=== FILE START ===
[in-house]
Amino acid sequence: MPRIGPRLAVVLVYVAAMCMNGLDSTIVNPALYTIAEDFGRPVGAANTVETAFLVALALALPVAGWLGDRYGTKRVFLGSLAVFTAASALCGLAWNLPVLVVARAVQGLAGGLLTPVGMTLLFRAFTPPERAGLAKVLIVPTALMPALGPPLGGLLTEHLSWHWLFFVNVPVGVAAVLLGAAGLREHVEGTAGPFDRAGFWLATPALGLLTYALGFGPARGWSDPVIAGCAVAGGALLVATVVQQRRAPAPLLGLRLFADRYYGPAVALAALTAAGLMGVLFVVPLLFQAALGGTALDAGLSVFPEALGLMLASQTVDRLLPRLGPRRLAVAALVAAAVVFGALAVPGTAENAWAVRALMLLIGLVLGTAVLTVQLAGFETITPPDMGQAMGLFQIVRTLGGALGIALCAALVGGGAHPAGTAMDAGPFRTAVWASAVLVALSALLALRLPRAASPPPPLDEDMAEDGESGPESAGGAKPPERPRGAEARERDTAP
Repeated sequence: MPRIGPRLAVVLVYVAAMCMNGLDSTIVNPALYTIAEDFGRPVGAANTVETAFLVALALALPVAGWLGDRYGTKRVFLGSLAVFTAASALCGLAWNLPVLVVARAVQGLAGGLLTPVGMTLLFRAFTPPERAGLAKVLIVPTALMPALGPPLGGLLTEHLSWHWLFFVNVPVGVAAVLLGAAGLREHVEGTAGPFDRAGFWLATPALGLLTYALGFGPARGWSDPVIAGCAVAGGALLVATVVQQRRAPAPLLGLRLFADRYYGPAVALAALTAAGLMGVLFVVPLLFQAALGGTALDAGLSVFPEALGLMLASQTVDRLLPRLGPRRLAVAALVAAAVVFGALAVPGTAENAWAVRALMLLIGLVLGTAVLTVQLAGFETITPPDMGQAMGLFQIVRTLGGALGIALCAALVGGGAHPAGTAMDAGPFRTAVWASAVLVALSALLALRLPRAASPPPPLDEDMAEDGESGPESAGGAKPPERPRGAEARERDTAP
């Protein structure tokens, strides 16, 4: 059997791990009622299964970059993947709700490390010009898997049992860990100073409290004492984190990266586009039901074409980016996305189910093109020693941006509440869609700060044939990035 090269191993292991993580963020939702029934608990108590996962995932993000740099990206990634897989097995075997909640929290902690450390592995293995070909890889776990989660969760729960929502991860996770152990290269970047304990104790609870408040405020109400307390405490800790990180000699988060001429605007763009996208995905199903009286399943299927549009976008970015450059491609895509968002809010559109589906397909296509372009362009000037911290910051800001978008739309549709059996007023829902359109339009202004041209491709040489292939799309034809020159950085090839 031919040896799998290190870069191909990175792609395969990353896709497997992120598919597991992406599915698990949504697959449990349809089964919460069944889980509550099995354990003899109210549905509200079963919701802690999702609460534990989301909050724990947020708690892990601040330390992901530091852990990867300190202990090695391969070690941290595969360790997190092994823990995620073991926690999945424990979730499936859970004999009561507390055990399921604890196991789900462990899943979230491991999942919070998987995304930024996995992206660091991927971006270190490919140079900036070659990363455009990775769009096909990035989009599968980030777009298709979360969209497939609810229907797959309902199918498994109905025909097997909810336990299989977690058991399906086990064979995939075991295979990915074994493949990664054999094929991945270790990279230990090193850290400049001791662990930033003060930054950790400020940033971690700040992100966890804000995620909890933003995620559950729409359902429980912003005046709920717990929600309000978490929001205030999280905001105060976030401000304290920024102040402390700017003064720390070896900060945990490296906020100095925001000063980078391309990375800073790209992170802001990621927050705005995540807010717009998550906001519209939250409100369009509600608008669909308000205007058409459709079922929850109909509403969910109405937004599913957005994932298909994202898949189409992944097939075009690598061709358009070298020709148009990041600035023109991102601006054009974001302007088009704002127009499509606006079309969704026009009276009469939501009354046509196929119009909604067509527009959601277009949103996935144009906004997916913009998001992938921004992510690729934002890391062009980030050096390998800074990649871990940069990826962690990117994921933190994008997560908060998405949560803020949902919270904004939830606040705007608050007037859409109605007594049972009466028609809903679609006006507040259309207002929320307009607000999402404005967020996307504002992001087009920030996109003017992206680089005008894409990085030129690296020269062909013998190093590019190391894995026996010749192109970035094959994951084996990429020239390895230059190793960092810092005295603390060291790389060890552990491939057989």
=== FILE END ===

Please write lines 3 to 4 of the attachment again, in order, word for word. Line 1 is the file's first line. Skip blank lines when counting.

Repeated sequence: MPRIGPRLAVVLVYVAAMCMNGLDSTIVNPALYTIAEDFGRPVGAANTVETAFLVALALALPVAGWLGDRYGTKRVFLGSLAVFTAASALCGLAWNLPVLVVARAVQGLAGGLLTPVGMTLLFRAFTPPERAGLAKVLIVPTALMPALGPPLGGLLTEHLSWHWLFFVNVPVGVAAVLLGAAGLREHVEGTAGPFDRAGFWLATPALGLLTYALGFGPARGWSDPVIAGCAVAGGALLVATVVQQRRAPAPLLGLRLFADRYYGPAVALAALTAAGLMGVLFVVPLLFQAALGGTALDAGLSVFPEALGLMLASQTVDRLLPRLGPRRLAVAALVAAAVVFGALAVPGTAENAWAVRALMLLIGLVLGTAVLTVQLAGFETITPPDMGQAMGLFQIVRTLGGALGIALCAALVGGGAHPAGTAMDAGPFRTAVWASAVLVALSALLALRLPRAASPPPPLDEDMAEDGESGPESAGGAKPPERPRGAEARERDTAP
């Protein structure tokens, strides 16, 4: 059997791990009622299964970059993947709700490390010009898997049992860990100073409290004492984190990266586009039901074409980016996305189910093109020693941006509440869609700060044939990035 090269191993292991993580963020939702029934608990108590996962995932993000740099990206990634897989097995075997909640929290902690450390592995293995070909890889776990989660969760729960929502991860996770152990290269970047304990104790609870408040405020109400307390405490800790990180000699988060001429605007763009996208995905199903009286399943299927549009976008970015450059491609895509968002809010559109589906397909296509372009362009000037911290910051800001978008739309549709059996007023829902359109339009202004041209491709040489292939799309034809020159950085090839 031919040896799998290190870069191909990175792609395969990353896709497997992120598919597991992406599915698990949504697959449990349809089964919460069944889980509550099995354990003899109210549905509200079963919701802690999702609460534990989301909050724990947020708690892990601040330390992901530091852990990867300190202990090695391969070690941290595969360790997190092994823990995620073991926690999945424990979730499936859970004999009561507390055990399921604890196991789900462990899943979230491991999942919070998987995304930024996995992206660091991927971006270190490919140079900036070659990363455009990775769009096909990035989009599968980030777009298709979360969209497939609810229907797959309902199918498994109905025909097997909810336990299989977690058991399906086990064979995939075991295979990915074994493949990664054999094929991945270790990279230990090193850290400049001791662990930033003060930054950790400020940033971690700040992100966890804000995620909890933003995620559950729409359902429980912003005046709920717990929600309000978490929001205030999280905001105060976030401000304290920024102040402390700017003064720390070896900060945990490296906020100095925001000063980078391309990375800073790209992170802001990621927050705005995540807010717009998550906001519209939250409100369009509600608008669909308000205007058409459709079922929850109909509403969910109405937004599913957005994932298909994202898949189409992944097939075009690598061709358009070298020709148009990041600035023109991102601006054009974001302007088009704002127009499509606006079309969704026009009276009469939501009354046509196929119009909604067509527009959601277009949103996935144009906004997916913009998001992938921004992510690729934002890391062009980030050096390998800074990649871990940069990826962690990117994921933190994008997560908060998405949560803020949902919270904004939830606040705007608050007037859409109605007594049972009466028609809903679609006006507040259309207002929320307009607000999402404005967020996307504002992001087009920030996109003017992206680089005008894409990085030129690296020269062909013998190093590019190391894995026996010749192109970035094959994951084996990429020239390895230059190793960092810092005295603390060291790389060890552990491939057989």